Security 101: Less painfull than identity theft
One of the better commodities that hackers treasure is your authentication details. Your username and passsword is worth a lot in the black market. We all know the basic rules around passwords, having a strong password with numbers and characters, changing it regularly, etc. But what we neglect to do is to have multiple passwords, it is just too difficult to remember.
Phishing is one of the hacking methods that is used more and more, and this week for the first time I had phishing attemps on Twitter. One user send me two messages, both requiring my twitter username and password, one for an apparent report about me, one for a photo. On its own it is not all that bad, its only twitter, there are no financial stuff, they can’t get to your banking details, so that is save, or is it?
Let’t take a step back, the traditional way of getting user credentials was through what they called a “brute force attack”, using a list of thousands of words, they tried every word as your password. They had to have your username, and if you used a word that is well known, e.g. “patato” as your password, odds are they would have gotten your credentials. Then we started using strong passwords, instead of “patato” we used “p@Tat0”, it is still easy to remember, but it is not a normal word, making the odds of brute force attacks working very small. This worked for a while, but then phishing became main stream, as more and more of us were using websites.
The real problem with phishing, is not loosing your username and password to one site, it’s losing your username and password to all your sites. Because we are using strong passwords, we tend to use the same username and password for all our sites. So if they now get your username and password, through a different type of brute force attack where they enter this username and password into different sites, they might get lucky and make a profit from your credentials.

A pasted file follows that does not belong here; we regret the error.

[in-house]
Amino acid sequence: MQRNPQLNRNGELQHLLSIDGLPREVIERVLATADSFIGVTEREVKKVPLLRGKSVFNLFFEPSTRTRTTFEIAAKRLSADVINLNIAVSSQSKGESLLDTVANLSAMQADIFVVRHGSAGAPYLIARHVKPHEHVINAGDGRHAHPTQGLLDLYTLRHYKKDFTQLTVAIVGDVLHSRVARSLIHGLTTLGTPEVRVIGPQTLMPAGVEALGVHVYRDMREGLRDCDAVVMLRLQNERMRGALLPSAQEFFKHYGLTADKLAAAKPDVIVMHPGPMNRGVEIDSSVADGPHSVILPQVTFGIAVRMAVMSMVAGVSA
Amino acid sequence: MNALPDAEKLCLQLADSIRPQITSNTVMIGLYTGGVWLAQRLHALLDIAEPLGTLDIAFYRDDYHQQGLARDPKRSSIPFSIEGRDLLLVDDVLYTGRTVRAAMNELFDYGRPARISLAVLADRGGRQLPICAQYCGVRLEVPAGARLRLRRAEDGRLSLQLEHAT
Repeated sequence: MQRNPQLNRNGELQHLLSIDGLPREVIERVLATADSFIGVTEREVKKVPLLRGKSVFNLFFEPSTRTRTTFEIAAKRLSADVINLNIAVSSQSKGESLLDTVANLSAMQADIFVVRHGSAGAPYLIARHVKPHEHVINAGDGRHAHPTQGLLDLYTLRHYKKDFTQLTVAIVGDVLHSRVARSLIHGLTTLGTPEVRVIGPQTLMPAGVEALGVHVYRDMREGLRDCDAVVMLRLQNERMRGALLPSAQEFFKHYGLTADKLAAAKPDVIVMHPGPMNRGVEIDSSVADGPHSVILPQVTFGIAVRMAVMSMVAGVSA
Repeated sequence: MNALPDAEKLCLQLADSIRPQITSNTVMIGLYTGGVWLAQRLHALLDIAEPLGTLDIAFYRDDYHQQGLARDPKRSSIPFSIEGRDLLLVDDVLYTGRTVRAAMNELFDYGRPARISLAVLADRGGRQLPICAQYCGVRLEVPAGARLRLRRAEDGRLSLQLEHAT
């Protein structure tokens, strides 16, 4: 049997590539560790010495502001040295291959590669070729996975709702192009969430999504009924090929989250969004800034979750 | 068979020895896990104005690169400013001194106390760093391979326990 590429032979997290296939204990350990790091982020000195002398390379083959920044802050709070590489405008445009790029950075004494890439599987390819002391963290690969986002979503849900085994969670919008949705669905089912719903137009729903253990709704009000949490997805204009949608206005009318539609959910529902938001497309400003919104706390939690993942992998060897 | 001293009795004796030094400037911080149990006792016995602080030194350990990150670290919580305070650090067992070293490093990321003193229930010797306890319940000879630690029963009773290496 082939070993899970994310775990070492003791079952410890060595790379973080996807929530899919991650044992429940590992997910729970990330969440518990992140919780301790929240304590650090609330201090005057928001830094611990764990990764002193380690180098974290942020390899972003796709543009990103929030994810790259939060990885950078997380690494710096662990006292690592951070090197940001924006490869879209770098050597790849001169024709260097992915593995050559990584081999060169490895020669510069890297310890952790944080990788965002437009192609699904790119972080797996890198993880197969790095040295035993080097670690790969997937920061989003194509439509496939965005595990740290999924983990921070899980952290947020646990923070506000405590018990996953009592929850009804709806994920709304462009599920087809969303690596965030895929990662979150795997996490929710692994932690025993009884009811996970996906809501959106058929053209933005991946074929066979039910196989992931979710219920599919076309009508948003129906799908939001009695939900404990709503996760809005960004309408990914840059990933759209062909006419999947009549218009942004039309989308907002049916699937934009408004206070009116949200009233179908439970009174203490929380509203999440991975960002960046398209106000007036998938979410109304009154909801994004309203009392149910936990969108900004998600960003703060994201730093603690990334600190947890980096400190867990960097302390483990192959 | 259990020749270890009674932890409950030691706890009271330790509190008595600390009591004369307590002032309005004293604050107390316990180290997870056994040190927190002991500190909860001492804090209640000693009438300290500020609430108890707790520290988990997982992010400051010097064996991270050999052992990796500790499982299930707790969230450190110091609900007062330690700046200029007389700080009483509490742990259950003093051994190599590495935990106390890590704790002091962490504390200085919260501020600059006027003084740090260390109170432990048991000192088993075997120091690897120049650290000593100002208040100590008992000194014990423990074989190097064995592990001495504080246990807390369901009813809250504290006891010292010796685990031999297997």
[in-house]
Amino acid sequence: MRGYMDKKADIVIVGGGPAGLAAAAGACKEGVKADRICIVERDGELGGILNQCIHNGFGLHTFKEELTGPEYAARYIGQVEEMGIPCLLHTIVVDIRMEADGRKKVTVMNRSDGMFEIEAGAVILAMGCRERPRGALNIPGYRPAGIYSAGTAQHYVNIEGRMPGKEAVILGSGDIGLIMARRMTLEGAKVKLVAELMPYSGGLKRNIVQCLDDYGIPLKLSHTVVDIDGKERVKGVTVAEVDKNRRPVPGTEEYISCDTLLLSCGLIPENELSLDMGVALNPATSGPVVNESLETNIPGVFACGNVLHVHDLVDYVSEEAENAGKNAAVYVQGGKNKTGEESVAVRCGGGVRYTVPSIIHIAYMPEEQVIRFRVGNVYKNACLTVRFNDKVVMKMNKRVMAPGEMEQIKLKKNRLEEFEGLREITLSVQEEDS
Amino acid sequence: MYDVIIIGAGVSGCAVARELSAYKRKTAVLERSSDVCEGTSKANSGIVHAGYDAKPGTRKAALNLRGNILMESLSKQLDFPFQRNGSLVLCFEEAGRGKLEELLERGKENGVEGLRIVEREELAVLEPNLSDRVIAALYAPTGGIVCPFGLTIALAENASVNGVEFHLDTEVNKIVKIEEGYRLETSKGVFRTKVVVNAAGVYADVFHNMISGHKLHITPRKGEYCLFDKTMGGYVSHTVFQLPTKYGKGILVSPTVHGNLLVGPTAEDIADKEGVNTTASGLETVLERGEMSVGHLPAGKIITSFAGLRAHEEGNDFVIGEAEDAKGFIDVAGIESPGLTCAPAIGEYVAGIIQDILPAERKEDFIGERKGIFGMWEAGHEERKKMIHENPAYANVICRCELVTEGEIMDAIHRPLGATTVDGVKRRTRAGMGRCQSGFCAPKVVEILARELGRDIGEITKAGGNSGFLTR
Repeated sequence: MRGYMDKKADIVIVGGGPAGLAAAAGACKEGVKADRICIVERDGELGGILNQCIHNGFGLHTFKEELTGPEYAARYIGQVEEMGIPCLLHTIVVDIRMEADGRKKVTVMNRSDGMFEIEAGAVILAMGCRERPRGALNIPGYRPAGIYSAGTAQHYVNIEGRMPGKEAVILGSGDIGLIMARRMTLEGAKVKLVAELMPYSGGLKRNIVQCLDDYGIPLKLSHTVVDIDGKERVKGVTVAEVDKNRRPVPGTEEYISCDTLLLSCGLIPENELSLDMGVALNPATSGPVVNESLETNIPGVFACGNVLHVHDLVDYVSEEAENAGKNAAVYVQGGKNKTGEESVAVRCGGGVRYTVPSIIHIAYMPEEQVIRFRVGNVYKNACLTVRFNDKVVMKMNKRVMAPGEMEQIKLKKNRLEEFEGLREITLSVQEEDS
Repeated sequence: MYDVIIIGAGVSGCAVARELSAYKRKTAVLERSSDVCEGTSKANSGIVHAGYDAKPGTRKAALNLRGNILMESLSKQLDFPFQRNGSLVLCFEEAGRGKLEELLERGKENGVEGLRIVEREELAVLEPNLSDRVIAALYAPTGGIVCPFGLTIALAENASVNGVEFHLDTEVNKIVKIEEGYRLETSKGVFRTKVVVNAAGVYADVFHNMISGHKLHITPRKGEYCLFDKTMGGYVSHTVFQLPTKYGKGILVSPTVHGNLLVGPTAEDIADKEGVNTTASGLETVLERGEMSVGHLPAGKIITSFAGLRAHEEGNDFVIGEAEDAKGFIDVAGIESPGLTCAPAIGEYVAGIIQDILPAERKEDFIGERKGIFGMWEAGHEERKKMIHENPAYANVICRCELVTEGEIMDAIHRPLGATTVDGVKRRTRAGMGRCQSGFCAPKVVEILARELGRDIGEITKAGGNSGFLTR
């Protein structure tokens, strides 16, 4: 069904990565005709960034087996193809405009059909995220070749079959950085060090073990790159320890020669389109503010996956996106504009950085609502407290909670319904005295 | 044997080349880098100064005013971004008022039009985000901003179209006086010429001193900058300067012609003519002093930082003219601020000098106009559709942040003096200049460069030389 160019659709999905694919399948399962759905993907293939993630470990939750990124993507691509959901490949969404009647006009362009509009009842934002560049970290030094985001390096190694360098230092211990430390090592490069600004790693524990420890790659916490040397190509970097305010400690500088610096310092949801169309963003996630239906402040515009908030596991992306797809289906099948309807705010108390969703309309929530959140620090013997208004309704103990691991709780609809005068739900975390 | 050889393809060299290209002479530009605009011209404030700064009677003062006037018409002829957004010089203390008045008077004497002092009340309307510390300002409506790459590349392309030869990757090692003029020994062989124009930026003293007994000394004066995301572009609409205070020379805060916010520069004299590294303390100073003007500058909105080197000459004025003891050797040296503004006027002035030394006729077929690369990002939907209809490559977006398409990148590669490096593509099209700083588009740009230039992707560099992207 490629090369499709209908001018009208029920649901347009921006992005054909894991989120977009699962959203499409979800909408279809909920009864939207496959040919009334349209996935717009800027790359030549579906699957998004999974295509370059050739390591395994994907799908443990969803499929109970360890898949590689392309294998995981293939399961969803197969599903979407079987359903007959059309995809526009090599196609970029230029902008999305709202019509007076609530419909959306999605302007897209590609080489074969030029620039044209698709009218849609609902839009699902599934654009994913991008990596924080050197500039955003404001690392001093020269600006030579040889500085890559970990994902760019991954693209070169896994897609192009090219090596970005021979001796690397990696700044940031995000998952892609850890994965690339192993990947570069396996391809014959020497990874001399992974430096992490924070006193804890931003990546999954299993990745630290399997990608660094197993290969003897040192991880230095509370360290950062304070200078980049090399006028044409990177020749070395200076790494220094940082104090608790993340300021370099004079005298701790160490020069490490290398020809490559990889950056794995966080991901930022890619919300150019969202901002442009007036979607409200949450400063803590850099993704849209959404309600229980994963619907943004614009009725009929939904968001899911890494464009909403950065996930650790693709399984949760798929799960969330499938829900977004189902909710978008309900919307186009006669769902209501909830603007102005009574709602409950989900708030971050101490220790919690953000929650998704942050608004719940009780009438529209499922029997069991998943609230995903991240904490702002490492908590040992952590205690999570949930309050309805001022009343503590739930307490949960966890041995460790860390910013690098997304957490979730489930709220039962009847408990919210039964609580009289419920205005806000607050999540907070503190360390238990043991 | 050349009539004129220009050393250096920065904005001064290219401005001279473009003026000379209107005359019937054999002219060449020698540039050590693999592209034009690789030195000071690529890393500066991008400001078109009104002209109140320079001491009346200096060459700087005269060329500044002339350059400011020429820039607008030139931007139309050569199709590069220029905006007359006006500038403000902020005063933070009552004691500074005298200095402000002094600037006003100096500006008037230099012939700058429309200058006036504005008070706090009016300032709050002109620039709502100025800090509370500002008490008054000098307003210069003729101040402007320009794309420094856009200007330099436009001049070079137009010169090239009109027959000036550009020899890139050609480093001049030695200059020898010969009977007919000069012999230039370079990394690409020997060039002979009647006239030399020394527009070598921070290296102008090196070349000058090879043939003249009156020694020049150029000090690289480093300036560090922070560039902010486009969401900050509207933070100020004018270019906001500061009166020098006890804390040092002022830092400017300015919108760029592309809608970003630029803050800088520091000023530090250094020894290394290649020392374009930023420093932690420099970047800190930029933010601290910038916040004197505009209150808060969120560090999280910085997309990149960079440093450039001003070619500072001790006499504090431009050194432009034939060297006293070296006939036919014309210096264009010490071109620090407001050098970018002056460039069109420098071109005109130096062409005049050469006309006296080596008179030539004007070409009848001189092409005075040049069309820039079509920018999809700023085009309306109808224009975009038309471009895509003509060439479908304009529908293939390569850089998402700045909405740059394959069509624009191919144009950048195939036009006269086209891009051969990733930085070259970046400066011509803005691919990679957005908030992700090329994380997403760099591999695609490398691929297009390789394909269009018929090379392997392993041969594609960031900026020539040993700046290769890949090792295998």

Last year’s hacking of Sony nicely illustrates the point. The problem was not that LulzSec were able to steal your username and password, the problem was a lazy administrator that saved the passwords as plain text. Thus making it readable to anyone who got it. The second problem was that LulzSec published this information, creating a new type of brute force attack, where anyone can try as many sites as they want with usernames and passwords that they got for free.
I’m not lucky enough to have a playstation … yet, but the Sony hacking was a valuable lesson. I also used about 4 passwords for all my login details, from emails through to my banking stuff. I downloaded a password vault application, there is a number of them, and started changing all my passwords and usernames, one of each for each site. A little bit more work from my side, but a lot more secure, and you get used to it rather quick. The password vault applications is also very easy to use, making it quick to retrieve your usernames and passwords.
I was amazed to see how many sites actually stored my passwords. I easily had each password stored on between 10 and 20 sites, and all you needed was one lazy administrator on any of those sites, and you were at risk.
You get different password vault applications, my wife uses one that is integrated into her browser, I prefer using one that is standalone. All your data is encrypted in the vault, which means I have to remember one difficult password. And that at least I can still do 🙂
Comming back to the Twitter phishing attempt, might only have been Twitter at risk. But if I actually gave them my username and password, and I still used them for a number of other sites, I could have been in real trouble.
Search Google, there are many of these applications, pick one that you like, and be a little bit more secure. Even if you loose a username and password to hackers or phishers, at least you minilize and the fix is quick.